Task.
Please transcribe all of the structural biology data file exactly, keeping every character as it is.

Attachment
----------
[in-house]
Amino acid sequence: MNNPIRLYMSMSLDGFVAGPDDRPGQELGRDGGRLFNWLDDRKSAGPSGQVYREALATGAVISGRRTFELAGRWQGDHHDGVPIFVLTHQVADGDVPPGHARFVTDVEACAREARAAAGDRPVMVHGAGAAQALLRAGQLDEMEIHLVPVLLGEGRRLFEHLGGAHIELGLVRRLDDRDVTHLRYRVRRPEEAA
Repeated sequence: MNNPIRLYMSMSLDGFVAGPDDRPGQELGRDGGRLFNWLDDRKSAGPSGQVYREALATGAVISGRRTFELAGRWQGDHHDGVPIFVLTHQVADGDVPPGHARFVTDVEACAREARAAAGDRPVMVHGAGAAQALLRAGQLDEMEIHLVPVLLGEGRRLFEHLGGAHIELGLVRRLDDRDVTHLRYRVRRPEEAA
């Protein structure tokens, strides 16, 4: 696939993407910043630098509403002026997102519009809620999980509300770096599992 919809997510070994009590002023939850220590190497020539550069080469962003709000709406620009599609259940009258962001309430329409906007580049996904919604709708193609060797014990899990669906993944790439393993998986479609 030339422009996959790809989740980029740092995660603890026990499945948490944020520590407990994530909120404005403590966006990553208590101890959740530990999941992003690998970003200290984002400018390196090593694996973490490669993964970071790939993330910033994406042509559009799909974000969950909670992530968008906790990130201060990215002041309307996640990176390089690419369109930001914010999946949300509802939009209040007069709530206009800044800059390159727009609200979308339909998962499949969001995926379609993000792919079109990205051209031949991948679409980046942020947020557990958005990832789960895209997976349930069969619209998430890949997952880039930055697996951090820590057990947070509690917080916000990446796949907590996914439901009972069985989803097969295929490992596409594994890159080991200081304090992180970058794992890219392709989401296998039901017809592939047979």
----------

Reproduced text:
[in-house]
Amino acid sequence: MNNPIRLYMSMSLDGFVAGPDDRPGQELGRDGGRLFNWLDDRKSAGPSGQVYREALATGAVISGRRTFELAGRWQGDHHDGVPIFVLTHQVADGDVPPGHARFVTDVEACAREARAAAGDRPVMVHGAGAAQALLRAGQLDEMEIHLVPVLLGEGRRLFEHLGGAHIELGLVRRLDDRDVTHLRYRVRRPEEAA
Repeated sequence: MNNPIRLYMSMSLDGFVAGPDDRPGQELGRDGGRLFNWLDDRKSAGPSGQVYREALATGAVISGRRTFELAGRWQGDHHDGVPIFVLTHQVADGDVPPGHARFVTDVEACAREARAAAGDRPVMVHGAGAAQALLRAGQLDEMEIHLVPVLLGEGRRLFEHLGGAHIELGLVRRLDDRDVTHLRYRVRRPEEAA
């Protein structure tokens, strides 16, 4: 696939993407910043630098509403002026997102519009809620999980509300770096599992 919809997510070994009590002023939850220590190497020539550069080469962003709000709406620009599609259940009258962001309430329409906007580049996904919604709708193609060797014990899990669906993944790439393993998986479609 030339422009996959790809989740980029740092995660603890026990499945948490944020520590407990994530909120404005403590966006990553208590101890959740530990999941992003690998970003200290984002400018390196090593694996973490490669993964970071790939993330910033994406042509559009799909974000969950909670992530968008906790990130201060990215002041309307996640990176390089690419369109930001914010999946949300509802939009209040007069709530206009800044800059390159727009609200979308339909998962499949969001995926379609993000792919079109990205051209031949991948679409980046942020947020557990958005990832789960895209997976349930069969619209998430890949997952880039930055697996951090820590057990947070509690917080916000990446796949907590996914439901009972069985989803097969295929490992596409594994890159080991200081304090992180970058794992890219392709989401296998039901017809592939047979």